In another point, Tolkien admitted that the Ents perhaps had a remote influence from the animate trees of the Fairy Land in George MacDonald's Phantastes. Whilst in a letter to W.H. Auden, Tolkien notes that they were perhaps borne from his own frustration with Shakespeare's Macbeth: "Their part in the story is due, I think, to my bitter disappointment and disgust from schooldays with the shabby use made in Shakespeare of the coming of 'Great Birnam wood to high Dunsinane hill'".
Portrayal in adaptations
2001-03: The Lord of the Rings (film series):
- Ents in The Lord of the Rings (film series) were portrayed as, perhaps, more tree-ish than in the books. For example, the books describe them as having smooth skin; the movie has them with skin like thick and rough bark. In the movie adaption, the Ents at the Entmoot decide that this is "not our war", despite strong protest from Merry. The scene is also shorter, cutting out Bregalad completely; Treebeard is the only Ent who is named and speaks on screen.
- Treebeard is about to take them north to the border, when Pippin insists that they go South instead, because "the closer we are to danger, the farther we are from harm". This "does not make sense" to Treebeard, but he does as they ask, and sees the ruin and destruction that Saruman has wrought on southern Fangorn. Treebeard then calls the Ents to battle with his booming Ent-call, and they appear out of the forest as if they had been standing there waiting for it. That they do not know the borders of their own forest is another possible logical gap. But others have accepted Jackson's technique as valid, because of the seemingly minor actions of Merry and Pippin throughout The Two Towers.
- Multiple Ents make appearance during the Fangorn Forest mission, destroying Saruman's Uruks fleeing from Helm's Deep.
2003: Sierra's War of the Ring:
- A Summoned Ent is the strongest magic power available to the Free Peoples; an Ent's strength is equal only to the Balrog on the Evil site.
- In the storyline missions, Ents are assisting Merry and Pippin in the escape from the Uruks as well as destroying Isengard concurrent with the Battle of Helm's Deep. In the skirmish mode, Ents can be summoned both as a "Magic" power by all free peoples and as permanent units by the Rohan faction.
- Ents are units of the Elven faction.
2007: The Lord of the Rings Online:
- Before the release of the Rise of Isengard expansion, the only Ent appearing in the game was the one called Longbough, who could be found in the Eavespires in Evendim. The Rise of Isengard expansion and subsequent updates introduced more Ent characters, among them Quickbeam, Gnarlstump, Thickbark, Greylimb, and Twistroot. A creature similar to Ents is called Bog-lurker, said to have assisted the Ents in shepherding the trees.
|Treebeard (Fangorn) · Leaflock (Finglas) · Skinbark (Fladrif) · Quickbeam (Bregalad) · Beechbone · Fimbrethil (Wandlimb)|
- ↑ J.R.R. Tolkien, Christopher Tolkien (ed.), The Silmarillion, "Quenta Silmarillion: Of the Beginning of Days"
- ↑ 2.0 2.1 J.R.R. Tolkien, The Lord of the Rings, Appendix F, "The Languages and Peoples of the Third Age", "Of Other Races"
- ↑ J.R.R. Tolkien; Humphrey Carpenter, Christopher Tolkien (eds.), The Letters of J.R.R. Tolkien, Letter 131, (undated, written late 1951)
- ↑ 4.0 4.1 4.2 4.3 J.R.R. Tolkien; Humphrey Carpenter, Christopher Tolkien (eds.), The Letters of J.R.R. Tolkien, Letter 247, (dated 20 September 1963)
- ↑ 5.0 5.1 J.R.R. Tolkien, Christopher Tolkien (ed.), The Silmarillion, "Quenta Silmarillion: Of Aulë and Yavanna"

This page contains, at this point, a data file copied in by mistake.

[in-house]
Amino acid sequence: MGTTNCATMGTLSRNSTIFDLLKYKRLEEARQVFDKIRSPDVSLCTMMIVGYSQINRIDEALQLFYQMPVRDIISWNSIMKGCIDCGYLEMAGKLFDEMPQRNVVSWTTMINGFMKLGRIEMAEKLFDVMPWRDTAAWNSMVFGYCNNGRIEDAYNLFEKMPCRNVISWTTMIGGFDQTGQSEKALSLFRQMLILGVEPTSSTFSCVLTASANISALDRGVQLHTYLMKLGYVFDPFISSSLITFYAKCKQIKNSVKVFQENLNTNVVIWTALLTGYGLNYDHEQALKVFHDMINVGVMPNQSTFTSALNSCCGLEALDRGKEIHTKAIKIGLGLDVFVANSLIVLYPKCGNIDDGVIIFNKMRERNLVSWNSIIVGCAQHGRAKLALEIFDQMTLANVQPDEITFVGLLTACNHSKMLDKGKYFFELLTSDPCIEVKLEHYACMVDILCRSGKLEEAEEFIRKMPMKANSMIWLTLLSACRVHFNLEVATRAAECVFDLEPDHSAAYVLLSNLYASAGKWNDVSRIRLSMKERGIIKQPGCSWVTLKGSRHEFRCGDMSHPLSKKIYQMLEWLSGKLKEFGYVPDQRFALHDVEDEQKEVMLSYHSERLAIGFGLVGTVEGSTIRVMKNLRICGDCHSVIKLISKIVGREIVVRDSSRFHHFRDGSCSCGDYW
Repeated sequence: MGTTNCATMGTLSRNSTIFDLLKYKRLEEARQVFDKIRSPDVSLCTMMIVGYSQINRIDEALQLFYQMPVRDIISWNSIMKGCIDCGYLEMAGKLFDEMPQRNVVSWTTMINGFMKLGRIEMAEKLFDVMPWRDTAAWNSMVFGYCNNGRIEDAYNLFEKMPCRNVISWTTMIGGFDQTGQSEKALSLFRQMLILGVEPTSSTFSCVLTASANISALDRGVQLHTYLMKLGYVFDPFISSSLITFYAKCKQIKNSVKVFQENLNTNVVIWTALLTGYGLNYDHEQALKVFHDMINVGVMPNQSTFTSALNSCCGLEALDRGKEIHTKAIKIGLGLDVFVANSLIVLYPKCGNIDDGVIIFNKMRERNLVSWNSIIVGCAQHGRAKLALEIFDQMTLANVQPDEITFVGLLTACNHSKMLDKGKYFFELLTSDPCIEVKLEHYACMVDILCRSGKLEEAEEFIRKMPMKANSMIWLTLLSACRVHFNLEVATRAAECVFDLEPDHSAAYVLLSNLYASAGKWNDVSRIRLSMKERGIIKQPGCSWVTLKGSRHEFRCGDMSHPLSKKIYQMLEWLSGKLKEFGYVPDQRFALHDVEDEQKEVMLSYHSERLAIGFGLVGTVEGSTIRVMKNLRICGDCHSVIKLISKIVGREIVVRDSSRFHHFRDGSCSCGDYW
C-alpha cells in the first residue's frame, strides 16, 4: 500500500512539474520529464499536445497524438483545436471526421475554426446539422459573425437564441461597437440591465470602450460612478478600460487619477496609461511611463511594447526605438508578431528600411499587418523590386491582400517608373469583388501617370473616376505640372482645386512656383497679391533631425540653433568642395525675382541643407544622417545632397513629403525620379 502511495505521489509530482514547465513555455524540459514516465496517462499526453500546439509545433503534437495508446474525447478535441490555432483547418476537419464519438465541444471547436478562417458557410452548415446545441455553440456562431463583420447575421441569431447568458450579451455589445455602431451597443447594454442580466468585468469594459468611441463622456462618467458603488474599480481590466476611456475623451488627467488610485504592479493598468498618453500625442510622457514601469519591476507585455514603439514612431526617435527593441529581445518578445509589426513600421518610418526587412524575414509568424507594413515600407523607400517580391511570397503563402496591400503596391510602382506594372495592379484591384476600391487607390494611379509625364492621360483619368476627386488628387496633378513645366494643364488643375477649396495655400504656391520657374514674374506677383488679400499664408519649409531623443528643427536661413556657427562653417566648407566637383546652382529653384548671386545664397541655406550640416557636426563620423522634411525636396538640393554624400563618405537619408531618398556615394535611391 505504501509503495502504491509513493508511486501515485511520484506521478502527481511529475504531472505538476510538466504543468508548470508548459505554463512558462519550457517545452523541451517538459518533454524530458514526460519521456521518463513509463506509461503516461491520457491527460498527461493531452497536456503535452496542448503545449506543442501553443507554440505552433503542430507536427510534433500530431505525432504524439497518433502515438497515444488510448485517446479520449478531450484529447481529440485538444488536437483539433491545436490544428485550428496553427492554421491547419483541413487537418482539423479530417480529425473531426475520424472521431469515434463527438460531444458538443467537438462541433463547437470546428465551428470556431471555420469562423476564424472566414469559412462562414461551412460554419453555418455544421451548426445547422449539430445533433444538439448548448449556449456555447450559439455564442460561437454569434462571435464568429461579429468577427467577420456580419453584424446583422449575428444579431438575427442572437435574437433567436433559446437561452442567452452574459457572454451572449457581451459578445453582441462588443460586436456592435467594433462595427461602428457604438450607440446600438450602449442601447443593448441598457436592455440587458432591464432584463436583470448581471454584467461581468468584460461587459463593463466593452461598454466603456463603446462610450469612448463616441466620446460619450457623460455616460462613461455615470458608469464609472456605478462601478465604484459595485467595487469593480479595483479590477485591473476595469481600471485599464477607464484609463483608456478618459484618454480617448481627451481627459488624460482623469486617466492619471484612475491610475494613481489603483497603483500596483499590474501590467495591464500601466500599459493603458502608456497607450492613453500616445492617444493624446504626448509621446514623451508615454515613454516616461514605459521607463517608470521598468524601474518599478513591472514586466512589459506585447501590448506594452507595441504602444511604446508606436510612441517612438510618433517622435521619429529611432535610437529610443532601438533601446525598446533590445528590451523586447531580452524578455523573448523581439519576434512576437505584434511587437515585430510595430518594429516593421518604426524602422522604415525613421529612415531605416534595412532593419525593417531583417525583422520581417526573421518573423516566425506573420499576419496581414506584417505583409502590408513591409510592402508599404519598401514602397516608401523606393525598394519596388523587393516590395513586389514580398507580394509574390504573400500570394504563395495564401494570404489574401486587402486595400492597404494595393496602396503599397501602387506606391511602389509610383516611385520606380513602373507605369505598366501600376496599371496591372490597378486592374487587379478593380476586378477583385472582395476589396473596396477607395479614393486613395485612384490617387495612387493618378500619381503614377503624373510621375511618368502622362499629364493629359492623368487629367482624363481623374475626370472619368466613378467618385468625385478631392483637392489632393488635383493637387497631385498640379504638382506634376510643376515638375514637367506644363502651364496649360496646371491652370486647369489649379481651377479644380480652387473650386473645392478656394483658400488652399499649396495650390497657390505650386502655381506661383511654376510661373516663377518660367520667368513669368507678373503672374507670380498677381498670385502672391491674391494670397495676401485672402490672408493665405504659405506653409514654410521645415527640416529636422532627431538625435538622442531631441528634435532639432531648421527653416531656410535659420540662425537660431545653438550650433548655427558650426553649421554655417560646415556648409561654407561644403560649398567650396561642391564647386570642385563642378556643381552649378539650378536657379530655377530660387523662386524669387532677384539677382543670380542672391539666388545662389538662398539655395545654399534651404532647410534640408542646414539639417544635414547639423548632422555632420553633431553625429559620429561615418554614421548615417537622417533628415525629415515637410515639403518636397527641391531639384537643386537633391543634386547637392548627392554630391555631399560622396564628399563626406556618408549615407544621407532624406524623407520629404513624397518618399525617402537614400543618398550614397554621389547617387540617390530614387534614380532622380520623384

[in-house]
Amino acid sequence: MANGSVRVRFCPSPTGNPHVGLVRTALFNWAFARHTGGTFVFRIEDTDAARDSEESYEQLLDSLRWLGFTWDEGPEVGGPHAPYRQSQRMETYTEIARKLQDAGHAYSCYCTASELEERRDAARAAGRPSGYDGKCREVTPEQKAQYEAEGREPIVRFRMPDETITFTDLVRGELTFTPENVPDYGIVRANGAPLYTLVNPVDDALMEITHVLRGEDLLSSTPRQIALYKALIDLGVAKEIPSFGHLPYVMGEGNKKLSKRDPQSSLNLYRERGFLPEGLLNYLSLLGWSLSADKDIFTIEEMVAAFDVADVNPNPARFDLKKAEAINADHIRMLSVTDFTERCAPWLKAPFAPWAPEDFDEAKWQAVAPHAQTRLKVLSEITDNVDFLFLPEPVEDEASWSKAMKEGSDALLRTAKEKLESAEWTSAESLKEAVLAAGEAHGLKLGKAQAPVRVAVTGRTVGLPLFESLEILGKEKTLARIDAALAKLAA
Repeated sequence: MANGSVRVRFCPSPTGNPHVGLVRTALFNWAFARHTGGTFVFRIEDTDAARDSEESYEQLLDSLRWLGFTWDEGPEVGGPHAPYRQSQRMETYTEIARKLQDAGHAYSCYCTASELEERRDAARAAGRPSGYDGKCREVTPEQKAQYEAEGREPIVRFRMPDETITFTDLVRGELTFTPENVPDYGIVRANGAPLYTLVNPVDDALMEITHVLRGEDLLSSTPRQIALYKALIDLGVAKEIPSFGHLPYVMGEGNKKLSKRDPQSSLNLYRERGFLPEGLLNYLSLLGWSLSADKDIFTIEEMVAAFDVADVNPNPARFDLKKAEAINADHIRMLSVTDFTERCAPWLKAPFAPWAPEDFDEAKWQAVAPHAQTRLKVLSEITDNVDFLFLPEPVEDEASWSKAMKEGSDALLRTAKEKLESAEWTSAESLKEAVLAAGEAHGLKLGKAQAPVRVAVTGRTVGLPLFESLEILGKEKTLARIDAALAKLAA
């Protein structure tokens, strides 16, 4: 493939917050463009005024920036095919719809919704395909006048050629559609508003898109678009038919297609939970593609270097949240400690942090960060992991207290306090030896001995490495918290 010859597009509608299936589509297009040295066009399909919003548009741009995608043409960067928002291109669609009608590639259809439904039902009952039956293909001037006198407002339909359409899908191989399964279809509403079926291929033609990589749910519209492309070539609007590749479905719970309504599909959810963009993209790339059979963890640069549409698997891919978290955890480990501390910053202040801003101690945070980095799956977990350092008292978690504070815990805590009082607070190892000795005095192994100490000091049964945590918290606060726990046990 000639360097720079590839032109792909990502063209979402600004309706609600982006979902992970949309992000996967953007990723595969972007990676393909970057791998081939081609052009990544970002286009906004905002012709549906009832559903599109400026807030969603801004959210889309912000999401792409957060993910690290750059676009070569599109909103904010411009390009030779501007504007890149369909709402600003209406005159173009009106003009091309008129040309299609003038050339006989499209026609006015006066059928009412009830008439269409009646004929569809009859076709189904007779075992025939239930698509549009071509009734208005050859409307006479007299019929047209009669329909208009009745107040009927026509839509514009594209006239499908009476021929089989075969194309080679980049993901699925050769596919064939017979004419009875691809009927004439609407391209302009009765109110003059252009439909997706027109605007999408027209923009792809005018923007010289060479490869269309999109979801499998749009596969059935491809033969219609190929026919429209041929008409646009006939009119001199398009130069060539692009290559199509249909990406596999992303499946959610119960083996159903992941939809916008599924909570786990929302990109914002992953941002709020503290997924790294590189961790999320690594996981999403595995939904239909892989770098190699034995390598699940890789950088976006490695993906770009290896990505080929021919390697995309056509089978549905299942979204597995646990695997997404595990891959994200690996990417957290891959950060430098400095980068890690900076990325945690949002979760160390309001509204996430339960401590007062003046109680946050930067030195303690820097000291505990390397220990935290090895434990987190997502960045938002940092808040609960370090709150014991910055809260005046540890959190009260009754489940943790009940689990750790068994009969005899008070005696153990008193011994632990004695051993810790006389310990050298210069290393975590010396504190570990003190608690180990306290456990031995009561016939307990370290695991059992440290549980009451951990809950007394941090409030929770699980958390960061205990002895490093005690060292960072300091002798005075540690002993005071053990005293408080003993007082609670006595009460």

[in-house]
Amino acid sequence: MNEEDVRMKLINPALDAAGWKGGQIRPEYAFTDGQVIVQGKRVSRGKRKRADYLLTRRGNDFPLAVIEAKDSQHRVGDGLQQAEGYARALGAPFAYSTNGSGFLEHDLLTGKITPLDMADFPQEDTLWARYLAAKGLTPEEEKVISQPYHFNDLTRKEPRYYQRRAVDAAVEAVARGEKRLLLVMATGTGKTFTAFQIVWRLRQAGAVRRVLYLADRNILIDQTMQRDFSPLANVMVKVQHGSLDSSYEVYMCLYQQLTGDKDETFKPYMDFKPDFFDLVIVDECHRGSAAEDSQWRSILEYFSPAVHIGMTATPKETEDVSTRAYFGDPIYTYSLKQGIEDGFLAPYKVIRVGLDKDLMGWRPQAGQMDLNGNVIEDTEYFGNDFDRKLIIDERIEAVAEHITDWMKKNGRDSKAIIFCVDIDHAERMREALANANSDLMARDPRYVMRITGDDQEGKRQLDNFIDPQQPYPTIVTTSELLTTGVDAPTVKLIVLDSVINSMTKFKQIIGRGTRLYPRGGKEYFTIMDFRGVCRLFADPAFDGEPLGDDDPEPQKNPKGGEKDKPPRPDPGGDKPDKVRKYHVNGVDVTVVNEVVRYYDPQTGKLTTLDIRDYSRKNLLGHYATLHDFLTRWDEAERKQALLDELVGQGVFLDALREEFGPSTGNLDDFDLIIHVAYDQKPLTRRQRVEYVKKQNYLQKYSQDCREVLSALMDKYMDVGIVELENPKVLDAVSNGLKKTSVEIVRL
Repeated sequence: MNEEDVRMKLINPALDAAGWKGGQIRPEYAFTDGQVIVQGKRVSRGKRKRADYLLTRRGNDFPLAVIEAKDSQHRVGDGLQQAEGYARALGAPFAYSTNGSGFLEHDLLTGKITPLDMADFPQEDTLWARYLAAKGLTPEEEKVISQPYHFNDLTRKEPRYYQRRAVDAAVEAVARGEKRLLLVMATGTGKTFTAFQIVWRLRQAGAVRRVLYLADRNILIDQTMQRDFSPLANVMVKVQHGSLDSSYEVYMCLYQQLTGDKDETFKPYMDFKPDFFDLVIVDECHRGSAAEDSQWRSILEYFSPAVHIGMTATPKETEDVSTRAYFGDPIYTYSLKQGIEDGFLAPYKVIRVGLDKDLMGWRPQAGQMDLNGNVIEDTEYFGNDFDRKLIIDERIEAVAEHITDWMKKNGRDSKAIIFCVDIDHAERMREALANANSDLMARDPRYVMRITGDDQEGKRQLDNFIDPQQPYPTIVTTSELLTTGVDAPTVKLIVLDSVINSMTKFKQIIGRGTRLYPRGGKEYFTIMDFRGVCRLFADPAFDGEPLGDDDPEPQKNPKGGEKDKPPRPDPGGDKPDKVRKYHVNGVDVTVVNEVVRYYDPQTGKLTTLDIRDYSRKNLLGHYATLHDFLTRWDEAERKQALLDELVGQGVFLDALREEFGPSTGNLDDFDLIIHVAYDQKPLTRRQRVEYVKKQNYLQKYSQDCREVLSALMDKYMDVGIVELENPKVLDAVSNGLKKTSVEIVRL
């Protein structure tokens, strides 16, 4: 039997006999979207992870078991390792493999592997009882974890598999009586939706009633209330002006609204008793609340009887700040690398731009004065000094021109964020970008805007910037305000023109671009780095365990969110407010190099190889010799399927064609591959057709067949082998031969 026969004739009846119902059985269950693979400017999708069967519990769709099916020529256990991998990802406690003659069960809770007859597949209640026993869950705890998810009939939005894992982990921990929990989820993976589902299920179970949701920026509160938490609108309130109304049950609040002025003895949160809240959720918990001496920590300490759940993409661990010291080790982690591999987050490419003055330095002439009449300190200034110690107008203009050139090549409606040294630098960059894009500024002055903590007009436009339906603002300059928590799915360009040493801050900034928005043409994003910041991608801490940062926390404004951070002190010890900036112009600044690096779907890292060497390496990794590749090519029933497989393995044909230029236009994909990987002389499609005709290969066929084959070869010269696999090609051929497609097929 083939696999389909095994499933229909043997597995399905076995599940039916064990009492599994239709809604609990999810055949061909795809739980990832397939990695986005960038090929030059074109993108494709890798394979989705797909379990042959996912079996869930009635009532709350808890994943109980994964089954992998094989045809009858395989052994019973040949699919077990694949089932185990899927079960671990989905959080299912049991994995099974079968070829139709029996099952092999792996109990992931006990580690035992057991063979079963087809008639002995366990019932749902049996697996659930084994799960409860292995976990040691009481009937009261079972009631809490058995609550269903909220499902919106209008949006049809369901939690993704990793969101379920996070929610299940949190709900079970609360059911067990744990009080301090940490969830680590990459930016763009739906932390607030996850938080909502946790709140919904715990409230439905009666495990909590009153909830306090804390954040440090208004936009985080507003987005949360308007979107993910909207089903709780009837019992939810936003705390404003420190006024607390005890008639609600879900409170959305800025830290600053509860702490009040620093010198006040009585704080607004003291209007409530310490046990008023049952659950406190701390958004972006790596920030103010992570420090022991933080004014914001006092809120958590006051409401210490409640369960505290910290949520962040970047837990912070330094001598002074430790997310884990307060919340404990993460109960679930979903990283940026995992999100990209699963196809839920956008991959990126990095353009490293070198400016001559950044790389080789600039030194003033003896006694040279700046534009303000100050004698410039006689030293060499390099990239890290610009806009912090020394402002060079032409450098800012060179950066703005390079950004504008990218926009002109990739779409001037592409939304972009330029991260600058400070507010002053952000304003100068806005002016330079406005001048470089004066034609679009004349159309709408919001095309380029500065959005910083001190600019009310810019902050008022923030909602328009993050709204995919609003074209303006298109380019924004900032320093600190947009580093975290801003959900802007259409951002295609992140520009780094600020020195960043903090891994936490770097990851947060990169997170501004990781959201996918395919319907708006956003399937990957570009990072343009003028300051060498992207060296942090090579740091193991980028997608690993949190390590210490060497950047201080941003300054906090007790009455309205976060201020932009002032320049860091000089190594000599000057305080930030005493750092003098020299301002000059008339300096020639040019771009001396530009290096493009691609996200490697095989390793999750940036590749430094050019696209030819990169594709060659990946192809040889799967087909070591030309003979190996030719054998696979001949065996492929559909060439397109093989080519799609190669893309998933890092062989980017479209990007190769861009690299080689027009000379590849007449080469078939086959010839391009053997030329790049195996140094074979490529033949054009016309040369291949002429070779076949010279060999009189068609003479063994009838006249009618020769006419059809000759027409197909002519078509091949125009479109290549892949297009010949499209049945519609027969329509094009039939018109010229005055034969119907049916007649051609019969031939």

- ↑ 6.0 6.1 6.2 6.3 6.4 6.5 6.6 Robert Foster, The Complete Guide to Middle-earth, entry "Ents"
- ↑ 7.0 7.1 7.2 J.R.R. Tolkien, The Lord of the Rings, The Two Towers, "Treebeard"
- ↑ J.R.R. Tolkien, The Lord of the Rings, The Fellowship of the Ring, "The Council of Elrond"
- ↑ J.R.R. Tolkien; Humphrey Carpenter, Christopher Tolkien (eds.), The Letters of J.R.R. Tolkien, Letter 248, (dated 5 October 1963)
- ↑ J.R.R. Tolkien, Christopher Tolkien (ed.), The Silmarillion, "Quenta Silmarillion: Of the Ruin of Doriath"
- ↑ J.R.R. Tolkien, Christopher Tolkien (ed.), Unfinished Tales, "Aldarion and Erendis: The Mariner's Wife"
- ↑ J.R.R. Tolkien; Humphrey Carpenter, Christopher Tolkien (eds.), The Letters of J.R.R. Tolkien, Letter 144, (dated 25 April 1954)
- ↑ J.R.R. Tolkien, The Lord of the Rings, The Fellowship of the Ring, "The Shadow of the Past"
- ↑ J.R.R. Tolkien, The Lord of the Rings, Appendix B, "The Great Years"
- ↑ 15.0 15.1 J.R.R. Tolkien, The Lord of the Rings, The Return of the King, "Many Partings"
- ↑ J.R.R. Tolkien, The Lord of the Rings, The Two Towers, "Flotsam and Jetsam"
- ↑ Tolkien's calculations in Marquette paper MSS 4/2/19[source?]
- ↑ 18.0 18.1 18.2 J.R.R. Tolkien, "Nomenclature of The Lord of the Rings" in Wayne G. Hammond and Christina Scull (eds), The Lord of the Rings: A Reader's Companion, pp. 756-7
- ↑ Analysis of the phrase Anaxartaron Onyalie by Patrick H. Wynne.
- ↑ J.R.R. Tolkien, Christopher Tolkien (ed.), The Legend of Sigurd and Gudrún, "Appendix C: Old English Poem of Attila", p. 376 (note 17)
- ↑ Michael D.C. Drout, "An Anglo-Saxonist Gets his Fifteen Minutes: or, what happens when the media briefly pay attention" at Old English Newsletter Online (accessed 10 March 2011)
- ↑ J.R.R. Tolkien; Humphrey Carpenter, Christopher Tolkien (eds.), The Letters of J.R.R. Tolkien, Letter 162, (dated 18 April 1955)
- ↑ J.R.R. Tolkien; Humphrey Carpenter, Christopher Tolkien (eds.), The Letters of J.R.R. Tolkien, Letter 180, (dated 14 January 1956)
- ↑ J.R.R. Tolkien, "Letter to L.M. Cutts" (letter), Sotheby's English Literature, History, Fine Bindings, Private Press Books, Children's Books, Illustrated Books and Drawings 10 July 2003
- ↑ J.R.R. Tolkien; Humphrey Carpenter, Christopher Tolkien (eds.), The Letters of J.R.R. Tolkien, Letter 163, (dated 7 June 1955)
- ↑ Longbough at Lotro-wiki.com (accessed 23 September 2011)
- ↑ Monster: Bog-lurker at Lorebook.Lotro.com (accessed 23 September 2011)